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Health Place. 2014 Jan;25:43-6. doi: 10.1016/j.healthplace.2013.10.005. Epub 2013 Nov 2.

The impact of neighborhood walkability on walking: does it differ across adult life stage and does neighborhood buffer size matter?

Author information

1
Centre for the Built Environment and Health, School of Population Health, The University of Western Australia, 35 Stirling Highway, Crawley, Western Australia 6009, Australia. Electronic address: k.villanueva@unimelb.edu.au.
2
School of Population Health, The University of Western Australia, 35 Stirling Highway, Crawley, Western Australia 6009, Australia.
3
Centre for the Built Environment and Health, School of Population Health, The University of Western Australia, 35 Stirling Highway, Crawley, Western Australia 6009, Australia.
4
McCaughey VicHealth Centre for Community Wellbeing, Melbourne School of Population and Global Health, University of Melbourne, Level 5, 207 Bouverie Street, Melbourne Victoria 3010, Australia.

Abstract

We explored the impact of neighborhood walkability on young adults, early-middle adults, middle-aged adults, and older adults' walking across different neighborhood buffers. Participants completed the Western Australian Health and Wellbeing Surveillance System Survey (2003-2009) and were allocated a neighborhood walkability score at 200m, 400m, 800m, and 1600m around their home. We found little difference in strength of associations across neighborhood size buffers for all life stages. We conclude that neighborhood walkability supports more walking regardless of adult life stage and is relevant for small (e.g., 200m) and larger (e.g., 1600m) neighborhood buffers.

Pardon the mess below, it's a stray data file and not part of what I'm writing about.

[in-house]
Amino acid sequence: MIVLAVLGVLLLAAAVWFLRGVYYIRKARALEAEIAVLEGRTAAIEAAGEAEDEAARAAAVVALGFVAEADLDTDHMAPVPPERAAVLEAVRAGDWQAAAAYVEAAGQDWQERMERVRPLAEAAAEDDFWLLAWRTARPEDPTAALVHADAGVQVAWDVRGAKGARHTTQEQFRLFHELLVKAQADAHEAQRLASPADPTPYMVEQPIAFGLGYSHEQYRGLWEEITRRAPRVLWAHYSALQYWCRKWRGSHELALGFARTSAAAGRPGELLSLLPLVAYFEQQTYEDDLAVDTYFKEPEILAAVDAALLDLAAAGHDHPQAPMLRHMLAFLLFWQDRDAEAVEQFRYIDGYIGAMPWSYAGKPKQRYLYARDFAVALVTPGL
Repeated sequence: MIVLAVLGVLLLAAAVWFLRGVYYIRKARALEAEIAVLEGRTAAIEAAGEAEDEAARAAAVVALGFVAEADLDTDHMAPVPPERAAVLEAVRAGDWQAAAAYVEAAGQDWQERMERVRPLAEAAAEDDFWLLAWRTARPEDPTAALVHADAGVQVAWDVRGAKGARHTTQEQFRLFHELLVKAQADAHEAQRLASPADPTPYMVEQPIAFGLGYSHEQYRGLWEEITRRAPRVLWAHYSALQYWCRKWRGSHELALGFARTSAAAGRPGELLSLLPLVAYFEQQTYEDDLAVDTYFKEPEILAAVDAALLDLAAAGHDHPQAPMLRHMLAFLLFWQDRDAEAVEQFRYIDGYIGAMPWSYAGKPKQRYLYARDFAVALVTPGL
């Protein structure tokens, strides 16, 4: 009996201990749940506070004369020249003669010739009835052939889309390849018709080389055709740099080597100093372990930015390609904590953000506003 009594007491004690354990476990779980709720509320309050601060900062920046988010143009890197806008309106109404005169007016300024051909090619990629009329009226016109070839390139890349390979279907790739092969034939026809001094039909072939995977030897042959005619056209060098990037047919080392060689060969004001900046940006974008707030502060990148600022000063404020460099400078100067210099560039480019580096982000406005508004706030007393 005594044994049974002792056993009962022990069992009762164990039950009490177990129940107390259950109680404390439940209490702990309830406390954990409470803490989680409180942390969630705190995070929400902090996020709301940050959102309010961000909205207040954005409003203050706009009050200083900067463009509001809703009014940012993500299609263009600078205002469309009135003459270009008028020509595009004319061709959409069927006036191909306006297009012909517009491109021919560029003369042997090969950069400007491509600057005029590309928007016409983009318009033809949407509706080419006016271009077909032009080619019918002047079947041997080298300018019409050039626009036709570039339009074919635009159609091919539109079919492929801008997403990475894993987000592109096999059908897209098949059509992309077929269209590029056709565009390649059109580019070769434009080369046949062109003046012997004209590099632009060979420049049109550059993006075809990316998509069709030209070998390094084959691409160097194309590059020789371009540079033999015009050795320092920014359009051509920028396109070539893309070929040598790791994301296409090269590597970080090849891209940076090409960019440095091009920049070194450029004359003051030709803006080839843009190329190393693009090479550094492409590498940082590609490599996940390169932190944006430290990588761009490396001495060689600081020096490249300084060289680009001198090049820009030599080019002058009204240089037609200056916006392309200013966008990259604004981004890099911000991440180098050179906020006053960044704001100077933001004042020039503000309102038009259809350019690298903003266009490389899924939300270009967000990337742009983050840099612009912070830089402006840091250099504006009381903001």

KEYWORDS:

Adults; Life stage; Neighborhood buffer; Walkability; Walking

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